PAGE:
|A scream filled my mind, my ears, my eyes. It was high pitched, shrill, full of terror. There was a long one, and then nine or ten shorter ones. Though I lay in my bed, hands now clutching my comforter tightly, I could feel the running; I could see the scenery. It was night, and there was some kind of white building to the right of the sidewalk.
There was man pursuing a girl about my age. He was large, strong—some kind of construction worker, maybe.
The girl was trying desperately to figure out what to do, but as the thoughts raced by, he gained. She could feel his advancements. Adrenaline refused to kick in. She was running on her own strength, and knew she was losing.
He couldn’t be outrun—it was impossible.
If she dared to dart out to the side, change her direction, he would only catch her faster, and she could practically see his long arm reaching across to where she would dart.
The only other possibility would be to, I thought, throw her elbow back. And as my thoughts coincided with hers, she did, and it seemed that our minds slipped into sync. But the impact, while existent, was weak and futile. Despite the contact, there was no effect, and even though I could not feel the tangible presence of his hand—then hands—gripping my elbow and upper-arm, I felt the limitation and restriction of movement in that area that she felt. The rest of our body flailed violently, like a rag doll—back and forth—limply, but out of instinct and desperation, and without any thought or decision to do so.
The screaming started up again, and that’s when the adrenaline really came, and we lost our ability to rationalize, and lost the ability to even realize that, or process any thoughts at all.
We knew what was going to happen next, as a natural consequence, and as soon as that abstract knowledge had processed, the residual effects trickled in. I felt no pain; at most perhaps the slightest pressure or tension in the area around the back of my neck and head, and I felt a blackness approaching.
It was as if our mind was falling away, backwards—but not like falling down. More like a separation from our body.
It was a black emptiness, filled with a dense liquid I had never encountered before.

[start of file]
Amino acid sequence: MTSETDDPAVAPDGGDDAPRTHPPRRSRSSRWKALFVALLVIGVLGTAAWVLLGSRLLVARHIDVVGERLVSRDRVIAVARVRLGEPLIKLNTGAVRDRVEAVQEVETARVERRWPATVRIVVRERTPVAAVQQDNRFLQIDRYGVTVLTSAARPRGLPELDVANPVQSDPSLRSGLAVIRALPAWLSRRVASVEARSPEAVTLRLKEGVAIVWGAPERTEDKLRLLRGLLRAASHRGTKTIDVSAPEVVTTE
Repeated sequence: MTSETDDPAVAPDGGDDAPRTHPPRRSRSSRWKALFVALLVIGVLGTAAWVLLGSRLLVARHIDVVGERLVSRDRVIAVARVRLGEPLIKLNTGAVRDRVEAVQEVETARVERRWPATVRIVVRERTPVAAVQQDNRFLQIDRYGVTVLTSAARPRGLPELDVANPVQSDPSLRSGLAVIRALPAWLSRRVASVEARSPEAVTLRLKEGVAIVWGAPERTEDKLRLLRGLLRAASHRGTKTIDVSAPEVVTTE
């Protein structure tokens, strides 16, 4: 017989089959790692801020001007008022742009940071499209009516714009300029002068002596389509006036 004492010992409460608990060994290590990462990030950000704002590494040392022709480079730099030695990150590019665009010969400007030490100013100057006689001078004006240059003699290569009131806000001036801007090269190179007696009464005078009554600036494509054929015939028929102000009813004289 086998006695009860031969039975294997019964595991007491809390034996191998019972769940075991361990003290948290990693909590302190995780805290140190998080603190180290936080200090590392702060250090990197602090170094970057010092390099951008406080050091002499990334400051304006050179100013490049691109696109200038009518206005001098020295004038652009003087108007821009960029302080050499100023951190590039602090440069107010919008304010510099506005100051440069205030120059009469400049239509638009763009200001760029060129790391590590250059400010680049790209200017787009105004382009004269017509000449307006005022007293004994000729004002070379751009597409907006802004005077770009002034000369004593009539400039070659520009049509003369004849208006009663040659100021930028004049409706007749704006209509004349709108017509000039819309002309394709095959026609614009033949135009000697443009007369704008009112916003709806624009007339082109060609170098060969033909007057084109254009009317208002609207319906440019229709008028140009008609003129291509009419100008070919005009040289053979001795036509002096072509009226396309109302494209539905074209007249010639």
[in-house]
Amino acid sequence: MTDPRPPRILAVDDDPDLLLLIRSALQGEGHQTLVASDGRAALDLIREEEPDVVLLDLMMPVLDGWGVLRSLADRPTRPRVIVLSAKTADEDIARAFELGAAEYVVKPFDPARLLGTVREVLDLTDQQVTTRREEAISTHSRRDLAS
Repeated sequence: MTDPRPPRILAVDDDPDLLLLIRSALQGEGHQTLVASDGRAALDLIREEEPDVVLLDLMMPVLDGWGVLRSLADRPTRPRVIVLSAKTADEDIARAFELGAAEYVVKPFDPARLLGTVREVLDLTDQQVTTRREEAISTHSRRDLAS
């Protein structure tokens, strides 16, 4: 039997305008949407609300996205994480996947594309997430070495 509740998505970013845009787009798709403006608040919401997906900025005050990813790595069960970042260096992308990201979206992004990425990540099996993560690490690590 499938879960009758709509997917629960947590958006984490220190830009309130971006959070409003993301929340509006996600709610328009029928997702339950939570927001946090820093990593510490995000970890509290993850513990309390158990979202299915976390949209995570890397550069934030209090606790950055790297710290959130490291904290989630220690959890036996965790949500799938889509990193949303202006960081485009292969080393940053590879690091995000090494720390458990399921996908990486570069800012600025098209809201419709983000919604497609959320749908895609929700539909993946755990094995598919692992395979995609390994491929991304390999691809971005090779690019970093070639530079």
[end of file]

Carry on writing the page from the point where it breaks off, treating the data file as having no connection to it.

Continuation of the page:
I tried to will us into remaining conscious. Somehow we had to. This couldn’t happen. It couldn’t! It wouldn’t. But it did.
It didn’t quickly finish overtaking me, as I expected, but continued inching along at its steady pace, leaving us momentarily anxious and bored at the same time. The feeling of terror in the shape of our body (though the body was non-existent) never left, and I wondered for an unknown length of time, though I think it was relatively short, whether the feelings did not leave because it was a drug, and not a strike to the head as I had originally thought, or if that was simply how being unconscious worked.
It turns out that emotion was just the last thing to fade, and as it did, I knew that we should be feeling our body lifted and carried, and knew it was happening, though my own feeling of it was that that came from knowing and not from experiencing. The gift of being the dreamer.
When sometime later she found herself coming to, I thought of wood; a wooden table; a glass salt shaker. There was still the sense of panic, but there was a lack of adrenaline again. We felt as helpless as Little Red Riding Hood in front of the un-masked, pant-less wolf.
I was leaning towards it having been a drug, because it was taking us time to fully drift back into consciousness—and it was like waves, going back, and then forward, and then back again. The thoughts ran through her mind: I want to stay asleep. Don’t let me wake up. Please.